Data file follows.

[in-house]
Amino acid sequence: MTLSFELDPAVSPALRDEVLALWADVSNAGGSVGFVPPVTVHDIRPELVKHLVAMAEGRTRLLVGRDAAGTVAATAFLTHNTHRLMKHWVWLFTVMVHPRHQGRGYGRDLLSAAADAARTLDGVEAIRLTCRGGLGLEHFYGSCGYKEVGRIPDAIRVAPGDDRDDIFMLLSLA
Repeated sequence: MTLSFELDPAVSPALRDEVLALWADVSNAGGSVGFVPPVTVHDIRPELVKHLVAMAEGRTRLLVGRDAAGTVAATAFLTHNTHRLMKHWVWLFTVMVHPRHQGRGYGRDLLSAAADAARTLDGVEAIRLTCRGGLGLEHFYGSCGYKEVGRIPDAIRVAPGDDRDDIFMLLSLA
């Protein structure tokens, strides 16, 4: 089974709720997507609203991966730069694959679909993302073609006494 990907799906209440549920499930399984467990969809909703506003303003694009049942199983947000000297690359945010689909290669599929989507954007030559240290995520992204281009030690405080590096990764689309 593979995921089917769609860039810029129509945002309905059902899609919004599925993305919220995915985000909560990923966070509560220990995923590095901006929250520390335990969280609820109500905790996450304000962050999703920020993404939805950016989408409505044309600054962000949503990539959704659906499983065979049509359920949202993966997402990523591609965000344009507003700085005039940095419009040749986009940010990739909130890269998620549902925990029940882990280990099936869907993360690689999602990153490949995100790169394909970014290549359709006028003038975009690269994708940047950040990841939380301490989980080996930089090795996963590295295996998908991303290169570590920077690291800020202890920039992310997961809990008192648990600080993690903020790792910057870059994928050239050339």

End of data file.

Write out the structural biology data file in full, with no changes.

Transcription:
[in-house]
Amino acid sequence: MTLSFELDPAVSPALRDEVLALWADVSNAGGSVGFVPPVTVHDIRPELVKHLVAMAEGRTRLLVGRDAAGTVAATAFLTHNTHRLMKHWVWLFTVMVHPRHQGRGYGRDLLSAAADAARTLDGVEAIRLTCRGGLGLEHFYGSCGYKEVGRIPDAIRVAPGDDRDDIFMLLSLA
Repeated sequence: MTLSFELDPAVSPALRDEVLALWADVSNAGGSVGFVPPVTVHDIRPELVKHLVAMAEGRTRLLVGRDAAGTVAATAFLTHNTHRLMKHWVWLFTVMVHPRHQGRGYGRDLLSAAADAARTLDGVEAIRLTCRGGLGLEHFYGSCGYKEVGRIPDAIRVAPGDDRDDIFMLLSLA
């Protein structure tokens, strides 16, 4: 089974709720997507609203991966730069694959679909993302073609006494 990907799906209440549920499930399984467990969809909703506003303003694009049942199983947000000297690359945010689909290669599929989507954007030559240290995520992204281009030690405080590096990764689309 593979995921089917769609860039810029129509945002309905059902899609919004599925993305919220995915985000909560990923966070509560220990995923590095901006929250520390335990969280609820109500905790996450304000962050999703920020993404939805950016989408409505044309600054962000949503990539959704659906499983065979049509359920949202993966997402990523591609965000344009507003700085005039940095419009040749986009940010990739909130890269998620549902925990029940882990280990099936869907993360690689999602990153490949995100790169394909970014290549359709006028003038975009690269994708940047950040990841939380301490989980080996930089090795996963590295295996998908991303290169570590920077690291800020202890920039992310997961809990008192648990600080993690903020790792910057870059994928050239050339």